On August 6, 2019, the Lieutenant Governor of New Jersey, Sheila Oliver, signed legislation to combat wage theft. The Wage Theft Act (WTA) amends the New Jersey Wage Payment Law, the New Jersey Wage and Hour Law, and the New Jersey Wage Collection Law. The law covers all employers in New Jersey, and most of the WTA provisions were effective immediately upon signing. The enacted Wage Theft Law is considered by many to be one of the strongest in the country since it considerably increased the damages, remedies, and liabilities for employers in the Garden State. Here are some of the key changes.
Limitations Period and Consequences for Not Maintaining Proper Records
Under the WTA, the statute of limitations for unpaid minimum wages and overtime claims was increased from two years to six years. This means that employees can recover up to six years of unpaid wages. Employers must maintain sufficient records, and if they fail to do so, the assumption is that the employee’s claim is valid. It is important to note that this also applies to claims alleging retaliation under the Wage Theft Act.
Attorney’ Fees and Liquidated Damages
Before the WTA, liquidated damages were not available under New Jersey law regarding wage and hour claims. Now, employers that fail to pay wages to an employee and are found liable must pay the full amount of wages owed and liquidated damages equal to 200 percent of the wages due, including costs and attorneys’ fees.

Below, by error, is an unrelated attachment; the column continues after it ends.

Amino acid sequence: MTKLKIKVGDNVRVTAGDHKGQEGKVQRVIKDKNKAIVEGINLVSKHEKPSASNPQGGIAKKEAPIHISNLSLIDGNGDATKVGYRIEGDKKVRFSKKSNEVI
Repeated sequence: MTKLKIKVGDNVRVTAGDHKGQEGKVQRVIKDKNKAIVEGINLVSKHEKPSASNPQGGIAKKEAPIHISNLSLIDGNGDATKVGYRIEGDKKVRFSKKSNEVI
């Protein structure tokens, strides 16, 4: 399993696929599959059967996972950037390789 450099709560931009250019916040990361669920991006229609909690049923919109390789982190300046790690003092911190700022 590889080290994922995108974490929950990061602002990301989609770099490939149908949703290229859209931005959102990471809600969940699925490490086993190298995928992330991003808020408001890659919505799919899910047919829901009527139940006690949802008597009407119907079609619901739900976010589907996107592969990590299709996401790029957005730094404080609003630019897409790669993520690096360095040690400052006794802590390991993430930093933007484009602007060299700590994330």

The WTA strengthens anti-retaliation provisions. Any adverse action against an employee within 90 days of an employee initiative in court or filing a complaint with the Commissioner of Labor in the Wage Collection Section, will now be considered retaliation. The amendments also implement a more expansive definition of retaliation, and now protect employees that speak out against wage theft. The previous statute did not directly address employees that informed others about their rights.
When an employer is found to have violated the WTA, they will be imposed a fine of $500 to $1,000 and a penalty of 20% plus wages owed for a first offense. Employers can also face 10 to 90 days of jail time for such offenses. Second-time offenses and any other subsequent offenses will result in a fine of $1,000 to $2,000 per offense, possible imprisonment up to 100 days, as well as a 20% penalty on wages owed to the employee.
Joint and Successor Liabilities
Apart from corporate and individual liability, the WTA also imposes liability for joint or successor employers. Under the statute, “labor contractors” and “client employers” are subject to joint and several liability for any violations of state wage and hour laws, as well as certain criminal violations.
Pattern of Wage Nonpayment
A “Pattern of Wage Nonpayment” is a third-degree crime punishable by three to five years imprisonment or a fine of $15,000, or both. If a person is found to have knowingly committed a wage nonpayment crime, they will be convicted
These are some of the most notable changes that the WTA has enacted. If you want to find out more about how the WTA affected employers and employees, contact a professional at Cilenti & Cooper, PLLC at (718) 841-7474